Quite obviously, the brakes will be used the most, and be most important, when to bike is pitched forward while we’re descending (not when the bike is level). Also, the rider should be low on the bike while descending; and, although the rider shouldn’t be leaning back, he will be back relative to where he would be if he were seated if he’s in good descending position. This means, that in order to keep a straight wrist for power and control, with the elbows and upper body in proper proximity to the bars, the levers will have to be angled quite a bit higher than most rider have their levers set.

If the levers are too low, and we’re in the proper position on the bike while descending, we’ll have to start bending our wrists to reach the brake levers. This is not a strong and powerful position of the wrists (Imagine trying to do a bench press with bent wrists).

In other words, if you intend to ride trails with steep descents, your levers should be set a little too high for when the bike is on level ground, enabling them to be set-up correctly when the bike is pitched forward and you really need them most.

Lever Throw

Andy finally, let’s talk about lever throw, or how far the lever has to move before the brakes actually engage. And, this one is gong to come down to the rider’s personal preference, something for the more advanced riders to maybe play around with. I’ve been messing with this a bit myself lately and haven’t come up with any solid conclusions as far as what’s absolutely right or wrong, but I do see how this could work out well and help alleviate some bad braking habits.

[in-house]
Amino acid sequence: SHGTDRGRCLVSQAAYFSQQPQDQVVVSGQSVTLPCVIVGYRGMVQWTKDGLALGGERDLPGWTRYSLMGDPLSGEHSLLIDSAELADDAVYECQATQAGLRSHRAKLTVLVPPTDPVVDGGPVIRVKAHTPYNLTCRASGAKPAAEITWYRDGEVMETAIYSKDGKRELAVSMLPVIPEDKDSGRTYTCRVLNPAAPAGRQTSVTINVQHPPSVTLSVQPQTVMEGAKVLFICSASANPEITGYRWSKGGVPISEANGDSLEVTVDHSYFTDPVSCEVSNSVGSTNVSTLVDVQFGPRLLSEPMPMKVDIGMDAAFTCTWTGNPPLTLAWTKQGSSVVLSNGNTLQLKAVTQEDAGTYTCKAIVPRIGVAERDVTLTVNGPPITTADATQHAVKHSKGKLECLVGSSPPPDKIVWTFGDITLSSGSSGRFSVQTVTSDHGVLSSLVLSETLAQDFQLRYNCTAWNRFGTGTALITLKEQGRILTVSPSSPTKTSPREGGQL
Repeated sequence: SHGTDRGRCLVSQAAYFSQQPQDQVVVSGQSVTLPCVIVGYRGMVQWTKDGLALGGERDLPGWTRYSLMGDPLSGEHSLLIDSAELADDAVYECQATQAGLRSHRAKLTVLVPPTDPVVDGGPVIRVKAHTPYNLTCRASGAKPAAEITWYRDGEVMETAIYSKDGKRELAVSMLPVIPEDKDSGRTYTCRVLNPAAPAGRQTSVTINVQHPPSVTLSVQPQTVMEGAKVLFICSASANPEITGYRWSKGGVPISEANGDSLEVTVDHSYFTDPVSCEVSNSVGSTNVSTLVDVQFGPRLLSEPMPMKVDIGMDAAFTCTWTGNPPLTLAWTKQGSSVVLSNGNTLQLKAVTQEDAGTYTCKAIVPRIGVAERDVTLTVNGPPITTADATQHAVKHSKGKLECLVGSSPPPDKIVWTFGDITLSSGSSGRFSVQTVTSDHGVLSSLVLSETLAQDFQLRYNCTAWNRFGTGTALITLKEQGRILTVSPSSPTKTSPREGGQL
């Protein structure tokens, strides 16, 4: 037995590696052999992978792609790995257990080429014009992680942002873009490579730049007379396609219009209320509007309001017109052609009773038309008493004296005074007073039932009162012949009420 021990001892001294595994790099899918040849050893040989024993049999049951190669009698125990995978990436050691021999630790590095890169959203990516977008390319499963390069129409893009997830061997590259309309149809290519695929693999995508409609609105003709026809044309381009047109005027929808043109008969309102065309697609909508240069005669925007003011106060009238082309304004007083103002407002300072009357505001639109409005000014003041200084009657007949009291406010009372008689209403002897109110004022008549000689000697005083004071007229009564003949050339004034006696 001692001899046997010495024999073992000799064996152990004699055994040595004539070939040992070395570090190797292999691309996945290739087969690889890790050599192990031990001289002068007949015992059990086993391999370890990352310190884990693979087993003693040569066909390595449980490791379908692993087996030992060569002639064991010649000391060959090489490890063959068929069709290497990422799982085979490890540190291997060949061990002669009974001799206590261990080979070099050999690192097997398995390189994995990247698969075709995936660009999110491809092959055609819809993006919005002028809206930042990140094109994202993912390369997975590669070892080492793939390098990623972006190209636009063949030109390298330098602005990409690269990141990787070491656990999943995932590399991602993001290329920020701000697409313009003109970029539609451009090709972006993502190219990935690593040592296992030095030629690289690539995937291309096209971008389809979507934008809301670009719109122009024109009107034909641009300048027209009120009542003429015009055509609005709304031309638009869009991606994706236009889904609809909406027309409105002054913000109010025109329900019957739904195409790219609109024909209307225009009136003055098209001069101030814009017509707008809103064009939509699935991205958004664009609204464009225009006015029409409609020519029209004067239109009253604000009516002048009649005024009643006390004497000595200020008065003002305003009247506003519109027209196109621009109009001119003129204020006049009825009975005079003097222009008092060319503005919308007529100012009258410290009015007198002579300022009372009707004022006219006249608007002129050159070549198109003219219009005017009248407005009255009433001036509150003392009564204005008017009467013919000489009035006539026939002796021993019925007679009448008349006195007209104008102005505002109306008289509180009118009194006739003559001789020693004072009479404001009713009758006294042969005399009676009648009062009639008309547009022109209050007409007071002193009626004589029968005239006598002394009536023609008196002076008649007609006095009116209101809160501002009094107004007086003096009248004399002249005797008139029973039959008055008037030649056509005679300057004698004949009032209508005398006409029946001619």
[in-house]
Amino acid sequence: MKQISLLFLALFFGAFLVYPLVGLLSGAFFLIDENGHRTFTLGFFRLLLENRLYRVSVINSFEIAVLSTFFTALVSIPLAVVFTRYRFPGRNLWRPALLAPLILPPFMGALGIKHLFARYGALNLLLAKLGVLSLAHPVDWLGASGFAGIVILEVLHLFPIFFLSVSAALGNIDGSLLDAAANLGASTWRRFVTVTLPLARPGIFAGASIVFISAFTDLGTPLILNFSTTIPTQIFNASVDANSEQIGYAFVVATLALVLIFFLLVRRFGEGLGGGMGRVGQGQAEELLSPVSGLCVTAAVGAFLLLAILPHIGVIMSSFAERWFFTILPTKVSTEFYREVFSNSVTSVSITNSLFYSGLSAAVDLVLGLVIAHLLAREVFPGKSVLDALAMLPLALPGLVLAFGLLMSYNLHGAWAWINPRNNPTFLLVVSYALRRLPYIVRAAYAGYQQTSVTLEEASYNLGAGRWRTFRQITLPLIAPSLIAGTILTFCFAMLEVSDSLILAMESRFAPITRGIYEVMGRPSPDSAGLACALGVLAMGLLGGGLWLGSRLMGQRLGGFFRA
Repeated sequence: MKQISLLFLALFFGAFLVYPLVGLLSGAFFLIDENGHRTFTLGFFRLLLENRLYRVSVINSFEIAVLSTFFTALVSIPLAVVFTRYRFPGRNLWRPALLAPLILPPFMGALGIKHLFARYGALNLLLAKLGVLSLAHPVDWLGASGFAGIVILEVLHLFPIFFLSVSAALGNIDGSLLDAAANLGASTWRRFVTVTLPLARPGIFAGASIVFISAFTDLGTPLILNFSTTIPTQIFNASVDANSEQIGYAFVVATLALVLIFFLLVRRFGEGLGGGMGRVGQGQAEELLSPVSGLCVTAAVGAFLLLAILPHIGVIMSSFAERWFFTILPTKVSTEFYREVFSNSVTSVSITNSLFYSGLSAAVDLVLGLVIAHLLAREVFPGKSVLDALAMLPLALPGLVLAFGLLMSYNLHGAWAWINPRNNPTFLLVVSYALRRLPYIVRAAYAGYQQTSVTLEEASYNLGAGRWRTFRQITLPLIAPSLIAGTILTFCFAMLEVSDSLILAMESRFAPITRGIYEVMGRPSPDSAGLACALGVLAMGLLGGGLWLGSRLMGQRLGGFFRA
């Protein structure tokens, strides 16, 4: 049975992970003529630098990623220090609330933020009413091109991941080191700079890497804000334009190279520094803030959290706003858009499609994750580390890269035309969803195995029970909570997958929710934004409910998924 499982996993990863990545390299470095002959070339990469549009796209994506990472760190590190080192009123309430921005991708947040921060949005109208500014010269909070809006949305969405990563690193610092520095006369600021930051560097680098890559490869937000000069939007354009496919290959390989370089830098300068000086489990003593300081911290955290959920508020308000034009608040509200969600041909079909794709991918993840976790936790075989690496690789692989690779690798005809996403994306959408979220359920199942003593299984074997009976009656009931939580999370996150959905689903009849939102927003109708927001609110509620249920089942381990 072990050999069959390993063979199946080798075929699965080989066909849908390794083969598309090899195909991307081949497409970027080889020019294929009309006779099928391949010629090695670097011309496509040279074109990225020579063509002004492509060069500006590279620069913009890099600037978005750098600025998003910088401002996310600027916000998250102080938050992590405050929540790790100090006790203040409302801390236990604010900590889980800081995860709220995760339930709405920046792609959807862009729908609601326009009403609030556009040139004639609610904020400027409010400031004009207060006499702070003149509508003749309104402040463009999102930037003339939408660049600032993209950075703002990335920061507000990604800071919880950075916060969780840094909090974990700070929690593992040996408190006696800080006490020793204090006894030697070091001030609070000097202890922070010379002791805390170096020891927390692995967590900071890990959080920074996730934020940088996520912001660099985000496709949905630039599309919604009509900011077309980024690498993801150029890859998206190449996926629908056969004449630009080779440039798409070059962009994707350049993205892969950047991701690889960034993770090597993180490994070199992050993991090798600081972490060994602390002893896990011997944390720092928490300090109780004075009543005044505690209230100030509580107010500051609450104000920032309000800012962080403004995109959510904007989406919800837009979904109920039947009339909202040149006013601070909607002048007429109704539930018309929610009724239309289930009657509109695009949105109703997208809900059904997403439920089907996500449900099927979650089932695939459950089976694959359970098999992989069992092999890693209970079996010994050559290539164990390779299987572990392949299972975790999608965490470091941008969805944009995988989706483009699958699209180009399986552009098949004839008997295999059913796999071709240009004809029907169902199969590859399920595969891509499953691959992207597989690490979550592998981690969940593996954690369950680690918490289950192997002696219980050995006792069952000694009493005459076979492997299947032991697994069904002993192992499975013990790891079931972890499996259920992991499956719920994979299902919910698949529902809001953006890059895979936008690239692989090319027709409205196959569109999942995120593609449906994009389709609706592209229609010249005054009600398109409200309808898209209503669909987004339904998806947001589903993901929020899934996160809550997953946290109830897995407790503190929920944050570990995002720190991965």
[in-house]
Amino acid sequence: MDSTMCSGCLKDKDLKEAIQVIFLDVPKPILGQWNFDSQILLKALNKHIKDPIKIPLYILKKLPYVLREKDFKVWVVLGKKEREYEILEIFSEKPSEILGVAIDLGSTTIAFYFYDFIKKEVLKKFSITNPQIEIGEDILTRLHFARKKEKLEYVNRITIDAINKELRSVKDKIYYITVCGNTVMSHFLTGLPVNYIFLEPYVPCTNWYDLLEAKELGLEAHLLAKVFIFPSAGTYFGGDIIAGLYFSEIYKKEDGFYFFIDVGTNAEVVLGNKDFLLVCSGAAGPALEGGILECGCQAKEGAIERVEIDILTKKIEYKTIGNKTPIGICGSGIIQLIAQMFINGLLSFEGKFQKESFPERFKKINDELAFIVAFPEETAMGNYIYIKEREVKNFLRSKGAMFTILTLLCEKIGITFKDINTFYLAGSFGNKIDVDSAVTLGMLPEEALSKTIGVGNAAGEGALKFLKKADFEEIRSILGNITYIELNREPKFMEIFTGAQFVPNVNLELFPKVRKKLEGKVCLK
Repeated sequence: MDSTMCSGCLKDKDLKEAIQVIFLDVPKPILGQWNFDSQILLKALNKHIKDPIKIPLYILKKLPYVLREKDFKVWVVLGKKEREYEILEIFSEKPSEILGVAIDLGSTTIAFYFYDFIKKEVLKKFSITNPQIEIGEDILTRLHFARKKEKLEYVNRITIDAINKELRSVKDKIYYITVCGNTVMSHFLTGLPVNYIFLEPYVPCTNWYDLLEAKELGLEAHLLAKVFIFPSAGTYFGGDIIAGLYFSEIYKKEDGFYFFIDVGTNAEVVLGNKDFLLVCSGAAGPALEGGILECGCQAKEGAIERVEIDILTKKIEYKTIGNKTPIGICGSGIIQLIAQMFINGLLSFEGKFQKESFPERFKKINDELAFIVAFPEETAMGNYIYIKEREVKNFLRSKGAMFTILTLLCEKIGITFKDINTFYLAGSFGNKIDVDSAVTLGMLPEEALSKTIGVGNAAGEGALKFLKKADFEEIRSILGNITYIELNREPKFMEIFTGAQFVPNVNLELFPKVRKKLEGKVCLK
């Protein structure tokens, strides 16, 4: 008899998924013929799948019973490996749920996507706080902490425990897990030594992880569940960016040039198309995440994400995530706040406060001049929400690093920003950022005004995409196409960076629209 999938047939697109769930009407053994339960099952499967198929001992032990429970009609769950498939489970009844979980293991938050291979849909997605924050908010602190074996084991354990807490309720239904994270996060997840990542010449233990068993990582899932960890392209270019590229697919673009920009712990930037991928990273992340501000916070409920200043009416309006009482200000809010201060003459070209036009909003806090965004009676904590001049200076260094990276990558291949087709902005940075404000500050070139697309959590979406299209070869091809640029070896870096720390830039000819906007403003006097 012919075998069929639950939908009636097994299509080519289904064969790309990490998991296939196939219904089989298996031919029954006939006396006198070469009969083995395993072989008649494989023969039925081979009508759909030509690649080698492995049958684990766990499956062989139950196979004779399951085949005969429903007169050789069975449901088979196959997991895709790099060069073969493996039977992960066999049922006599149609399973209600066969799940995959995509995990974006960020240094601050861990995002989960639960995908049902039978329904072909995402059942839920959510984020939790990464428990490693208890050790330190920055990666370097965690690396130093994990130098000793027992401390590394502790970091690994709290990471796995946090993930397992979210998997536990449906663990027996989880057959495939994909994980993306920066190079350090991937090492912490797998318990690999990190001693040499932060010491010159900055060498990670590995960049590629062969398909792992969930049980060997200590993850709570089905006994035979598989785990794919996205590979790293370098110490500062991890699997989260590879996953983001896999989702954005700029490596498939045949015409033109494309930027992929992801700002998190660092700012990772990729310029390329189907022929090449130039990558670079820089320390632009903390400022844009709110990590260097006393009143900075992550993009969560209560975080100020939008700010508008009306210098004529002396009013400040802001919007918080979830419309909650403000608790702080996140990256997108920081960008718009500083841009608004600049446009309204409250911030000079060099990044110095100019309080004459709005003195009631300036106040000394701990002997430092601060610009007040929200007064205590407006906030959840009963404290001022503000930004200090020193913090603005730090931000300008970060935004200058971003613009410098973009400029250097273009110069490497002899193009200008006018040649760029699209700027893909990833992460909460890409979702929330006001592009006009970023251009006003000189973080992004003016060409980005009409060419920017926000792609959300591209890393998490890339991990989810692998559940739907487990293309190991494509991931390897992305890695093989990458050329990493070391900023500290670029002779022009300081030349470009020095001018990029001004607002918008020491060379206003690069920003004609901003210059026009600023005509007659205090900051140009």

In the past, I’ve always run my brakes with exactly the same throw, front and rear. And, I always wanted both brakes to engage right when my fingers were bent at ninety degrees. However, I do recall numerous top-level riders, back in the day, who did run their levers with a ton of throw, particularly the front brake, so that the lever was basically at the bar when the brake engaged. I never really heard a decent explanation why this was done. The explanations that I got didn’t make much sense. But, those dudes were all really fast, so things couldn’t have been too bad.